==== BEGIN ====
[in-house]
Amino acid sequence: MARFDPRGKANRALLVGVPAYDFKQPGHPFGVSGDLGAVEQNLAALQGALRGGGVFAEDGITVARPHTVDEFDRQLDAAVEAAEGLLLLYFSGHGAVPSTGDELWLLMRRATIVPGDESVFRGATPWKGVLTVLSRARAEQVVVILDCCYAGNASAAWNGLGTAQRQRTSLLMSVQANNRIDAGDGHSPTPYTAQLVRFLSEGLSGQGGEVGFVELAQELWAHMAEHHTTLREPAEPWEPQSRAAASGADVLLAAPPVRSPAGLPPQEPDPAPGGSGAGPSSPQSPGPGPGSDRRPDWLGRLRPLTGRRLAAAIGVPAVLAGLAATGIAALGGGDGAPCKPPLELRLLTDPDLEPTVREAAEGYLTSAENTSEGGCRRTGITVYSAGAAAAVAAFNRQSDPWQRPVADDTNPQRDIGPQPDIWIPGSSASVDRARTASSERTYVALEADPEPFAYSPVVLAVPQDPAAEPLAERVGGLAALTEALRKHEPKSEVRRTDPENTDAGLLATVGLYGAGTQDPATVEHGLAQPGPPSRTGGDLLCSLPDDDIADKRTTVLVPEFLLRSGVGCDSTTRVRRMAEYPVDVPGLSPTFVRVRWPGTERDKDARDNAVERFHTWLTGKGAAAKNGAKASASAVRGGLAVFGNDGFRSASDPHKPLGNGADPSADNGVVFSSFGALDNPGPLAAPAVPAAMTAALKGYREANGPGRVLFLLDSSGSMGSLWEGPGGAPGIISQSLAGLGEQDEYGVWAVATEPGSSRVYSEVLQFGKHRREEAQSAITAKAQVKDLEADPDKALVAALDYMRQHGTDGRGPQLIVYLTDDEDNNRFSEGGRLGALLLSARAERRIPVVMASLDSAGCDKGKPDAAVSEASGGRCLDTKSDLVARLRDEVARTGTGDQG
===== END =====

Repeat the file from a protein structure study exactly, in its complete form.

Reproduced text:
[in-house]
Amino acid sequence: MARFDPRGKANRALLVGVPAYDFKQPGHPFGVSGDLGAVEQNLAALQGALRGGGVFAEDGITVARPHTVDEFDRQLDAAVEAAEGLLLLYFSGHGAVPSTGDELWLLMRRATIVPGDESVFRGATPWKGVLTVLSRARAEQVVVILDCCYAGNASAAWNGLGTAQRQRTSLLMSVQANNRIDAGDGHSPTPYTAQLVRFLSEGLSGQGGEVGFVELAQELWAHMAEHHTTLREPAEPWEPQSRAAASGADVLLAAPPVRSPAGLPPQEPDPAPGGSGAGPSSPQSPGPGPGSDRRPDWLGRLRPLTGRRLAAAIGVPAVLAGLAATGIAALGGGDGAPCKPPLELRLLTDPDLEPTVREAAEGYLTSAENTSEGGCRRTGITVYSAGAAAAVAAFNRQSDPWQRPVADDTNPQRDIGPQPDIWIPGSSASVDRARTASSERTYVALEADPEPFAYSPVVLAVPQDPAAEPLAERVGGLAALTEALRKHEPKSEVRRTDPENTDAGLLATVGLYGAGTQDPATVEHGLAQPGPPSRTGGDLLCSLPDDDIADKRTTVLVPEFLLRSGVGCDSTTRVRRMAEYPVDVPGLSPTFVRVRWPGTERDKDARDNAVERFHTWLTGKGAAAKNGAKASASAVRGGLAVFGNDGFRSASDPHKPLGNGADPSADNGVVFSSFGALDNPGPLAAPAVPAAMTAALKGYREANGPGRVLFLLDSSGSMGSLWEGPGGAPGIISQSLAGLGEQDEYGVWAVATEPGSSRVYSEVLQFGKHRREEAQSAITAKAQVKDLEADPDKALVAALDYMRQHGTDGRGPQLIVYLTDDEDNNRFSEGGRLGALLLSARAERRIPVVMASLDSAGCDKGKPDAAVSEASGGRCLDTKSDLVARLRDEVARTGTGDQG